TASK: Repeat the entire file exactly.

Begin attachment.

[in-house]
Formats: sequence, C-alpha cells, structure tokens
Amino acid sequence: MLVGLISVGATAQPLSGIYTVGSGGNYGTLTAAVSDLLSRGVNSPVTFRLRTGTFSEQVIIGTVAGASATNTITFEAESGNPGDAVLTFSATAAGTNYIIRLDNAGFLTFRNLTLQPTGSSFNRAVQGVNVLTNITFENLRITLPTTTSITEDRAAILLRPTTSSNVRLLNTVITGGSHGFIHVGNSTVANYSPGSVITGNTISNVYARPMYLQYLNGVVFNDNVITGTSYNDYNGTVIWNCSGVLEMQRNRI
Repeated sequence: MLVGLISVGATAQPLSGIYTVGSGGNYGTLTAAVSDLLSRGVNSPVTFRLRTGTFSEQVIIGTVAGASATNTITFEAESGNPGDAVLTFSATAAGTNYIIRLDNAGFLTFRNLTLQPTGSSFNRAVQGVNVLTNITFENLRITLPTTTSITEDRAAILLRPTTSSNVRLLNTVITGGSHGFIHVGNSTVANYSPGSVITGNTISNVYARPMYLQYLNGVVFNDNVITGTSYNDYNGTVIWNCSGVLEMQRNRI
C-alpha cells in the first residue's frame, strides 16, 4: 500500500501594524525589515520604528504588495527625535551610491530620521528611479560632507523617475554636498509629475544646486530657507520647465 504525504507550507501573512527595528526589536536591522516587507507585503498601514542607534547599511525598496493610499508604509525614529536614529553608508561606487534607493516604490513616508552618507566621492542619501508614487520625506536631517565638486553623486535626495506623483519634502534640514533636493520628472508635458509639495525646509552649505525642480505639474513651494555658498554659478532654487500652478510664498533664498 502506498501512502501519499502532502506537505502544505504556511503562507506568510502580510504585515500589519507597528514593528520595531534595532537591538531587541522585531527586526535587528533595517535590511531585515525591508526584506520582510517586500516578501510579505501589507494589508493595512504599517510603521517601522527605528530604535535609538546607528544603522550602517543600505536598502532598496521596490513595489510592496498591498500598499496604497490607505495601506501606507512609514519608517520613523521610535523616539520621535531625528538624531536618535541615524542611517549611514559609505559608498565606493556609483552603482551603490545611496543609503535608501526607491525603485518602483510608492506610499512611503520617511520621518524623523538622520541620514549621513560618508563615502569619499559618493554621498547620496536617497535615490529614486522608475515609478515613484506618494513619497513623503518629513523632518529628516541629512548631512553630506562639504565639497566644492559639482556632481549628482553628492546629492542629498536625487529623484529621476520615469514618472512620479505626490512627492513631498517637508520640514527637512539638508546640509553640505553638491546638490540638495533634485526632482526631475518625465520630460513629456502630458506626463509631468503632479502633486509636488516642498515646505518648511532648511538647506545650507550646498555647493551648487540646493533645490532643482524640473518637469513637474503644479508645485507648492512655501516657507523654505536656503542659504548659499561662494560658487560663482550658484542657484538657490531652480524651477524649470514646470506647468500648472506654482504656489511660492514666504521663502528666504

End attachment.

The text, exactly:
[in-house]
Formats: sequence, C-alpha cells, structure tokens
Amino acid sequence: MLVGLISVGATAQPLSGIYTVGSGGNYGTLTAAVSDLLSRGVNSPVTFRLRTGTFSEQVIIGTVAGASATNTITFEAESGNPGDAVLTFSATAAGTNYIIRLDNAGFLTFRNLTLQPTGSSFNRAVQGVNVLTNITFENLRITLPTTTSITEDRAAILLRPTTSSNVRLLNTVITGGSHGFIHVGNSTVANYSPGSVITGNTISNVYARPMYLQYLNGVVFNDNVITGTSYNDYNGTVIWNCSGVLEMQRNRI
Repeated sequence: MLVGLISVGATAQPLSGIYTVGSGGNYGTLTAAVSDLLSRGVNSPVTFRLRTGTFSEQVIIGTVAGASATNTITFEAESGNPGDAVLTFSATAAGTNYIIRLDNAGFLTFRNLTLQPTGSSFNRAVQGVNVLTNITFENLRITLPTTTSITEDRAAILLRPTTSSNVRLLNTVITGGSHGFIHVGNSTVANYSPGSVITGNTISNVYARPMYLQYLNGVVFNDNVITGTSYNDYNGTVIWNCSGVLEMQRNRI
C-alpha cells in the first residue's frame, strides 16, 4: 500500500501594524525589515520604528504588495527625535551610491530620521528611479560632507523617475554636498509629475544646486530657507520647465 504525504507550507501573512527595528526589536536591522516587507507585503498601514542607534547599511525598496493610499508604509525614529536614529553608508561606487534607493516604490513616508552618507566621492542619501508614487520625506536631517565638486553623486535626495506623483519634502534640514533636493520628472508635458509639495525646509552649505525642480505639474513651494555658498554659478532654487500652478510664498533664498 502506498501512502501519499502532502506537505502544505504556511503562507506568510502580510504585515500589519507597528514593528520595531534595532537591538531587541522585531527586526535587528533595517535590511531585515525591508526584506520582510517586500516578501510579505501589507494589508493595512504599517510603521517601522527605528530604535535609538546607528544603522550602517543600505536598502532598496521596490513595489510592496498591498500598499496604497490607505495601506501606507512609514519608517520613523521610535523616539520621535531625528538624531536618535541615524542611517549611514559609505559608498565606493556609483552603482551603490545611496543609503535608501526607491525603485518602483510608492506610499512611503520617511520621518524623523538622520541620514549621513560618508563615502569619499559618493554621498547620496536617497535615490529614486522608475515609478515613484506618494513619497513623503518629513523632518529628516541629512548631512553630506562639504565639497566644492559639482556632481549628482553628492546629492542629498536625487529623484529621476520615469514618472512620479505626490512627492513631498517637508520640514527637512539638508546640509553640505553638491546638490540638495533634485526632482526631475518625465520630460513629456502630458506626463509631468503632479502633486509636488516642498515646505518648511532648511538647506545650507550646498555647493551648487540646493533645490532643482524640473518637469513637474503644479508645485507648492512655501516657507523654505536656503542659504548659499561662494560658487560663482550658484542657484538657490531652480524651477524649470514646470506647468500648472506654482504656489511660492514666504521663502528666504